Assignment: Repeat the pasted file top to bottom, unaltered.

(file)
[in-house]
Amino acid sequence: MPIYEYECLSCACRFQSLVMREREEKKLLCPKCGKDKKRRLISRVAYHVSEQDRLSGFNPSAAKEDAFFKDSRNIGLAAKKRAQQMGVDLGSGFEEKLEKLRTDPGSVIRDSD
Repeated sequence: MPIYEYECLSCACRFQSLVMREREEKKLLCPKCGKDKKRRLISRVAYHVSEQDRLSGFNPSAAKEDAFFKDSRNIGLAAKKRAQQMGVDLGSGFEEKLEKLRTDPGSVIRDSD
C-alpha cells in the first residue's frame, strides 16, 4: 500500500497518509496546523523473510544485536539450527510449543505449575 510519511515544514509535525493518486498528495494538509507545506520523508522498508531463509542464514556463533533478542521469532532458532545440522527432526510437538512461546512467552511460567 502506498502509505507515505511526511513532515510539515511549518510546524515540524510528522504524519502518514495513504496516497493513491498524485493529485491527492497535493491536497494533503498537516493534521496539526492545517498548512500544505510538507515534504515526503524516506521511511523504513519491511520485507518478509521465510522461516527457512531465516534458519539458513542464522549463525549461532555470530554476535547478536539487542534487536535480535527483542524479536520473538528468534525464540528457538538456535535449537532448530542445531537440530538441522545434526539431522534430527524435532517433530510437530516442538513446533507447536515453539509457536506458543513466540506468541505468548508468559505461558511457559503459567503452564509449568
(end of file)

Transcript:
[in-house]
Amino acid sequence: MPIYEYECLSCACRFQSLVMREREEKKLLCPKCGKDKKRRLISRVAYHVSEQDRLSGFNPSAAKEDAFFKDSRNIGLAAKKRAQQMGVDLGSGFEEKLEKLRTDPGSVIRDSD
Repeated sequence: MPIYEYECLSCACRFQSLVMREREEKKLLCPKCGKDKKRRLISRVAYHVSEQDRLSGFNPSAAKEDAFFKDSRNIGLAAKKRAQQMGVDLGSGFEEKLEKLRTDPGSVIRDSD
C-alpha cells in the first residue's frame, strides 16, 4: 500500500497518509496546523523473510544485536539450527510449543505449575 510519511515544514509535525493518486498528495494538509507545506520523508522498508531463509542464514556463533533478542521469532532458532545440522527432526510437538512461546512467552511460567 502506498502509505507515505511526511513532515510539515511549518510546524515540524510528522504524519502518514495513504496516497493513491498524485493529485491527492497535493491536497494533503498537516493534521496539526492545517498548512500544505510538507515534504515526503524516506521511511523504513519491511520485507518478509521465510522461516527457512531465516534458519539458513542464522549463525549461532555470530554476535547478536539487542534487536535480535527483542524479536520473538528468534525464540528457538538456535535449537532448530542445531537440530538441522545434526539431522534430527524435532517433530510437530516442538513446533507447536515453539509457536506458543513466540506468541505468548508468559505461558511457559503459567503452564509449568